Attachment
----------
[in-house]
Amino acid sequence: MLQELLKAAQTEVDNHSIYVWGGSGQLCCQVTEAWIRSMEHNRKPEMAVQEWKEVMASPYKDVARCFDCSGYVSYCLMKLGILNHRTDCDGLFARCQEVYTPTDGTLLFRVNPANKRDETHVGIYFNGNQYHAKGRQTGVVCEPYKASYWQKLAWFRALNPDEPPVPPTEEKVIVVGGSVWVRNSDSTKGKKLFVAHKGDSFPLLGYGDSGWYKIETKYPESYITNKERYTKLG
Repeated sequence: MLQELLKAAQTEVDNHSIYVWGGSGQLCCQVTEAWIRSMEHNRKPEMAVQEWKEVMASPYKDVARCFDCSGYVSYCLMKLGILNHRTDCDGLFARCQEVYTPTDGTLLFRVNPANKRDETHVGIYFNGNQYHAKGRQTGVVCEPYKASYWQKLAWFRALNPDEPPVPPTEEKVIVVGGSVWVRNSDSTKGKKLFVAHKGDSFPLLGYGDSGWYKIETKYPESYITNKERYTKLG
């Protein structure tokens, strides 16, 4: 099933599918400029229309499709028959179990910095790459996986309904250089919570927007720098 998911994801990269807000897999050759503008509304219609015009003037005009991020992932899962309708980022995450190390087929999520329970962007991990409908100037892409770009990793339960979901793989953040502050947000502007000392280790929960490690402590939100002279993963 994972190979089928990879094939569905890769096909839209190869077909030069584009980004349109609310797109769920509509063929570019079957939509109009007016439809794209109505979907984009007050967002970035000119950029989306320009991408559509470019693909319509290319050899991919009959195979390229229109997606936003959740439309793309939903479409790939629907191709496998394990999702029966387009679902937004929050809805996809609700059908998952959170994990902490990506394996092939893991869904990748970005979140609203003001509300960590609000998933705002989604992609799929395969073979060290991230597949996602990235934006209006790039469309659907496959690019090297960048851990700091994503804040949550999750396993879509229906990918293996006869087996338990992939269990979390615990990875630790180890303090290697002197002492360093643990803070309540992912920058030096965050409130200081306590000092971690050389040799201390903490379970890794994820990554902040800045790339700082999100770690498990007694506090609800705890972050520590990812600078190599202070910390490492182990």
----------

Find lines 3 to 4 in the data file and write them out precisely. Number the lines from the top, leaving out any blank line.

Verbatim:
Repeated sequence: MLQELLKAAQTEVDNHSIYVWGGSGQLCCQVTEAWIRSMEHNRKPEMAVQEWKEVMASPYKDVARCFDCSGYVSYCLMKLGILNHRTDCDGLFARCQEVYTPTDGTLLFRVNPANKRDETHVGIYFNGNQYHAKGRQTGVVCEPYKASYWQKLAWFRALNPDEPPVPPTEEKVIVVGGSVWVRNSDSTKGKKLFVAHKGDSFPLLGYGDSGWYKIETKYPESYITNKERYTKLG
């Protein structure tokens, strides 16, 4: 099933599918400029229309499709028959179990910095790459996986309904250089919570927007720098 998911994801990269807000897999050759503008509304219609015009003037005009991020992932899962309708980022995450190390087929999520329970962007991990409908100037892409770009990793339960979901793989953040502050947000502007000392280790929960490690402590939100002279993963 994972190979089928990879094939569905890769096909839209190869077909030069584009980004349109609310797109769920509509063929570019079957939509109009007016439809794209109505979907984009007050967002970035000119950029989306320009991408559509470019693909319509290319050899991919009959195979390229229109997606936003959740439309793309939903479409790939629907191709496998394990999702029966387009679902937004929050809805996809609700059908998952959170994990902490990506394996092939893991869904990748970005979140609203003001509300960590609000998933705002989604992609799929395969073979060290991230597949996602990235934006209006790039469309659907496959690019090297960048851990700091994503804040949550999750396993879509229906990918293996006869087996338990992939269990979390615990990875630790180890303090290697002197002492360093643990803070309540992912920058030096965050409130200081306590000092971690050389040799201390903490379970890794994820990554902040800045790339700082999100770690498990007694506090609800705890972050520590990812600078190599202070910390490492182990």